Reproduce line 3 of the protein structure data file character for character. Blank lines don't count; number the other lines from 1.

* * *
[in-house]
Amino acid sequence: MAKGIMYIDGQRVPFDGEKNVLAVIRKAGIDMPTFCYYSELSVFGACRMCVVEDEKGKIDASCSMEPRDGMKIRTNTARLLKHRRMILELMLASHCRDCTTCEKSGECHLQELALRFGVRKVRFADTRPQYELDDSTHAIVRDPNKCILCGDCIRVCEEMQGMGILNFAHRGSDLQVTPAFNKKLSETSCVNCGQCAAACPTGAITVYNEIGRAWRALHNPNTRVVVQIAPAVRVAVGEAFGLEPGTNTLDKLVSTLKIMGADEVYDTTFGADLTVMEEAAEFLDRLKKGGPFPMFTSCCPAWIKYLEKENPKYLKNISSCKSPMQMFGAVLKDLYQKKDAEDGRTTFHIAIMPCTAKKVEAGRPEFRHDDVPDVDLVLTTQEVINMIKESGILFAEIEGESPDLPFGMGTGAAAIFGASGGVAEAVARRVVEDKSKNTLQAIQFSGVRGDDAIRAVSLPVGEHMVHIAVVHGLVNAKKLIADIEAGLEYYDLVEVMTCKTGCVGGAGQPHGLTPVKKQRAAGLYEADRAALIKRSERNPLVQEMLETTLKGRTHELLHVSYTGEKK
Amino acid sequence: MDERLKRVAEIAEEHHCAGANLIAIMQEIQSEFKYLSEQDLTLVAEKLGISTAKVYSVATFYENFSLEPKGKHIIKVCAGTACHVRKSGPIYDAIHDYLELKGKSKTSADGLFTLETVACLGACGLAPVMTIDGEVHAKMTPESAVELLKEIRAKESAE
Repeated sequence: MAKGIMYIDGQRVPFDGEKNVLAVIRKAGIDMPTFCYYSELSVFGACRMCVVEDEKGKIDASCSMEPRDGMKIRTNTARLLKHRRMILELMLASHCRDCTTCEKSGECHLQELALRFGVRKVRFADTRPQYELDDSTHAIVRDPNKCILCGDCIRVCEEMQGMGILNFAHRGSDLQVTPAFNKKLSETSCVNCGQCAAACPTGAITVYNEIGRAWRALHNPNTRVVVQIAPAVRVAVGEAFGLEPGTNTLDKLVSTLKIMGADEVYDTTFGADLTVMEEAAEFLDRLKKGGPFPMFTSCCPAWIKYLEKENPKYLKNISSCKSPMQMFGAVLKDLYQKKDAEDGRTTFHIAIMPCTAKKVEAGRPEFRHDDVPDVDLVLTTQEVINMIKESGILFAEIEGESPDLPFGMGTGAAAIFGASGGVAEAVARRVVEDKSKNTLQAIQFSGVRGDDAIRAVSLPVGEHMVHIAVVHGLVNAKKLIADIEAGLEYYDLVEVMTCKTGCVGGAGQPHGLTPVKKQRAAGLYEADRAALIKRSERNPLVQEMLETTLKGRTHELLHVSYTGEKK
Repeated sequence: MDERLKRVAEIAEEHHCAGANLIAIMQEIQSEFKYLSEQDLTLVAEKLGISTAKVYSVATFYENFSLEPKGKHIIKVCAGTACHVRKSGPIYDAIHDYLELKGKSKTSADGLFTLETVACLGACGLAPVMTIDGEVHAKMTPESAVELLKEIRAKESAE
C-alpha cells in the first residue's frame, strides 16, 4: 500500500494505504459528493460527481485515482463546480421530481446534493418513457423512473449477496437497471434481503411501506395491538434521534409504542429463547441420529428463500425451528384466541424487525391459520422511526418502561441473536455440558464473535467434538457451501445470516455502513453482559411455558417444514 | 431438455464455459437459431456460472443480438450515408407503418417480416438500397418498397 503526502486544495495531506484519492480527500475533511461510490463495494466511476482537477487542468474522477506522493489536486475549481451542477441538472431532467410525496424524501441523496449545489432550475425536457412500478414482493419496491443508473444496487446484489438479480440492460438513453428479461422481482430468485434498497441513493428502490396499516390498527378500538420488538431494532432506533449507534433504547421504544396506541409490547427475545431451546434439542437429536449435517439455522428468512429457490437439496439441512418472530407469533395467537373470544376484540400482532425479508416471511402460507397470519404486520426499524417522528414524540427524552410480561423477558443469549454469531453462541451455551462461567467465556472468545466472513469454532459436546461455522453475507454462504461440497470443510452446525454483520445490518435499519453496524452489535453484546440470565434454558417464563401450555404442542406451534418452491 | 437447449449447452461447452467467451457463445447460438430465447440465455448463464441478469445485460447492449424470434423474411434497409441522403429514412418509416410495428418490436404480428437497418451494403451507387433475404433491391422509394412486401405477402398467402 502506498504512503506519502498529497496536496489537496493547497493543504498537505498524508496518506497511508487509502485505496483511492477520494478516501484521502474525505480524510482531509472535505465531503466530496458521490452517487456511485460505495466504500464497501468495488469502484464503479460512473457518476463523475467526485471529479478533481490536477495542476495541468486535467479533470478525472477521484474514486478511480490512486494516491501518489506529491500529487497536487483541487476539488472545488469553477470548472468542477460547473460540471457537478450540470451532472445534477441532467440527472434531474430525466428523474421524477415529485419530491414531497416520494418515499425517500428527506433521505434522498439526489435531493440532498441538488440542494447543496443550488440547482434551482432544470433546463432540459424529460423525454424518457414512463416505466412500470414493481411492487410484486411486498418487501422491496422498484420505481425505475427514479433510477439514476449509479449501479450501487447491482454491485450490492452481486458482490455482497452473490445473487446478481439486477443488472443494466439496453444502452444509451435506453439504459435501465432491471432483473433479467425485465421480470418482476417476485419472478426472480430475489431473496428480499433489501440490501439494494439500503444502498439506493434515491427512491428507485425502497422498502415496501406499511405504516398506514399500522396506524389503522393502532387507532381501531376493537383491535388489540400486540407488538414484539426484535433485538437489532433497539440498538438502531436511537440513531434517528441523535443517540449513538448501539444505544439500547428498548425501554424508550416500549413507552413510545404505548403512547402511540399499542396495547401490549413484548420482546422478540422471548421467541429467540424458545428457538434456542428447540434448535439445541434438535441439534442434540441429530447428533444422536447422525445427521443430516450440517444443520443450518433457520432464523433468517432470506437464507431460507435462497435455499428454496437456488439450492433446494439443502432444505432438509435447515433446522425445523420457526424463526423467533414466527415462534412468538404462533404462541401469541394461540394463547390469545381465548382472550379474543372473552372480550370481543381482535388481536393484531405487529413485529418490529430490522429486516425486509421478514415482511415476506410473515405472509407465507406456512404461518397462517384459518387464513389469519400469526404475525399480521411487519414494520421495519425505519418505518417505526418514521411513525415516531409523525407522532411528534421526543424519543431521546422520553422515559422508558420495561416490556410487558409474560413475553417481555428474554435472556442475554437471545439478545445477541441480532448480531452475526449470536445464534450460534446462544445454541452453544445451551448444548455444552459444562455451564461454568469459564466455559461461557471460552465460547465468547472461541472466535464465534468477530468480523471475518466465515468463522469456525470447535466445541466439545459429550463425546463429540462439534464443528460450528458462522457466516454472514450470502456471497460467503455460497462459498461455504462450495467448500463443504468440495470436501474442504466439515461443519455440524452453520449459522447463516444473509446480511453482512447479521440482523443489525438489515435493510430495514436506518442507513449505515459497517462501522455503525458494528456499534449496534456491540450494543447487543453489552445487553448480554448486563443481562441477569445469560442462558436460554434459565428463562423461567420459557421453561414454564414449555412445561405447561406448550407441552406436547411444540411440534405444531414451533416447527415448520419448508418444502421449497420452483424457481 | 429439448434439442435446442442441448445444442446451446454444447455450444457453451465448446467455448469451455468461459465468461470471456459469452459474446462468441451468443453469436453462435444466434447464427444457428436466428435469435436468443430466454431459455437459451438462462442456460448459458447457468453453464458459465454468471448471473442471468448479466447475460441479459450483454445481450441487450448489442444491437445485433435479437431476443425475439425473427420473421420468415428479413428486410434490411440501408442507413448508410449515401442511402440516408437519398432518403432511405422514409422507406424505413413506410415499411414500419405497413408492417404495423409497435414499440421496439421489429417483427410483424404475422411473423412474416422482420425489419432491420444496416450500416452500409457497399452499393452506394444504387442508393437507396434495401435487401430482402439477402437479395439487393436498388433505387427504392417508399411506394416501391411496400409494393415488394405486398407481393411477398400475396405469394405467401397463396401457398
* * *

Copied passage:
Amino acid sequence: MDERLKRVAEIAEEHHCAGANLIAIMQEIQSEFKYLSEQDLTLVAEKLGISTAKVYSVATFYENFSLEPKGKHIIKVCAGTACHVRKSGPIYDAIHDYLELKGKSKTSADGLFTLETVACLGACGLAPVMTIDGEVHAKMTPESAVELLKEIRAKESAE